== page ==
Today the Intergovernmental Panel on Climate Change (IPCC) Working Group II released its Fifth Assessment Report, which focuses on the vulnerability of natural systems to climate change, the impacts, and adaptation options. While some of the consequences of a warming climate are unavoidable, adaptation strategies can help to manage some of the impacts. CSIRO is involved with the IPCC in a range of capacities. Five CSIRO lead authors of the IPCC report share some practical ways Australians can adapt.
What is adaptation?
“The external environment in which we are operating has changed. The average temperatures and rainfalls have changed, and in some circumstances that warrants a change in our goals and also the way we achieve those goals,” says CSIRO scientist and IPCC report veteran Dr Mark Howden.
“It’s changing what we do to get what we want.”
Adaptation is the process of adjusting those goals and developing strategies to help reduce the impacts of climate change on ecosystems and communities.
“In most cases, there is still a range of options that people can pursue,” he says.
Helping farmers adapt to drier conditions
Dr Howden is a lead author on the food security chapter, a contributing author on the Australasian chapter, and part of the IPCC Synthesis Report core writing team. As an expert on climate change and agriculture, he works with rural industries to help them adapt to Australia’s changing climate.
“There’s evidence that the changes we’ve already seen in terms of climate change are having impacts on food production and food security, and that these changes are likely to increase very significantly over the next decade,” he says.
Adaptation strategies can take place in different forms. Incremental adaptation involves minor adjustments, such as changes to crop variety for hotter conditions. Then there are a series of systemic changes. For instance, reductions in rainfall make conditions more marginal for cropping but more appropriate for grazing. So integrating grazing with cropping is another strategy.
More transformational change involves swapping from a cropping system entirely to a grazing system, or moving to a different environment to continue cropping. Dr Howden says an example of this could be a farmer in Murrumbidgee in south-east Australia moving to the Northern Territory to grow rice.
Farmers have a history of adapting to change. And with climate variability, more flexible farming systems are likely to be an advantage.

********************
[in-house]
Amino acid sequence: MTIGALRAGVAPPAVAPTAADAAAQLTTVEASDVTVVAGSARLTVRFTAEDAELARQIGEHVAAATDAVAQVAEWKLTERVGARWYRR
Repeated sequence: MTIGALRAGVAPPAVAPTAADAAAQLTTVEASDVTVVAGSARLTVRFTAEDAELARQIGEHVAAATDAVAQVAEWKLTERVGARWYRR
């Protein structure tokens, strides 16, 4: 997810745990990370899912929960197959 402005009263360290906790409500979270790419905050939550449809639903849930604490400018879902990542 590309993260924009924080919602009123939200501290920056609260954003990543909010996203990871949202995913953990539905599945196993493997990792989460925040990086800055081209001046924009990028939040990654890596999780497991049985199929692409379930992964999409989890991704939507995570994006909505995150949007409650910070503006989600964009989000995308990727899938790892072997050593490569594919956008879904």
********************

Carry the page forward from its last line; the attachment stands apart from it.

Managing water supplies
Dr Francis Chiew is a CSIRO scientist and water expert, and lead author on the Australasian chapter.
“One of the biggest things we need to respond to is the drying trend in Australia,” he says. “The drying trend that we’ve seen in the far south-west and south-eastern Australia is associated mainly with a drier winter, when most of the runoff in southern Australia occurs.”
Dr Chiew says freshwater resources in far south-eastern and south-west Australia are projected to decline by up to 40 per cent and between 20 per cent and 70 per cent respectively, because of a decline in winter rainfall. The range is large mainly because of uncertainties in future rainfall projections.
The CSIRO is providing water agencies with sophisticated climate and water modelling, to help them develop water management options.
Adaptation in cities focuses on securing new supplies that are more resilient to climate shocks, increasing the use of alternative sources like sewerage recycling and storm water for non-potable water, and incentives to reduce water use.
In rural areas, water reforms include purchasing water entitlements for environmental use, upgrading water infrastructure, improving water use efficiency, allocation and trading, and developing flexible water sharing and management plans.
“Although these adaptation measures are driven by climate change, they are also driven by other factors like population growth in cities and equitable sharing of water between irrigation and the environment in regional areas” Dr Chiew says.
Preserving the ocean and ecosystems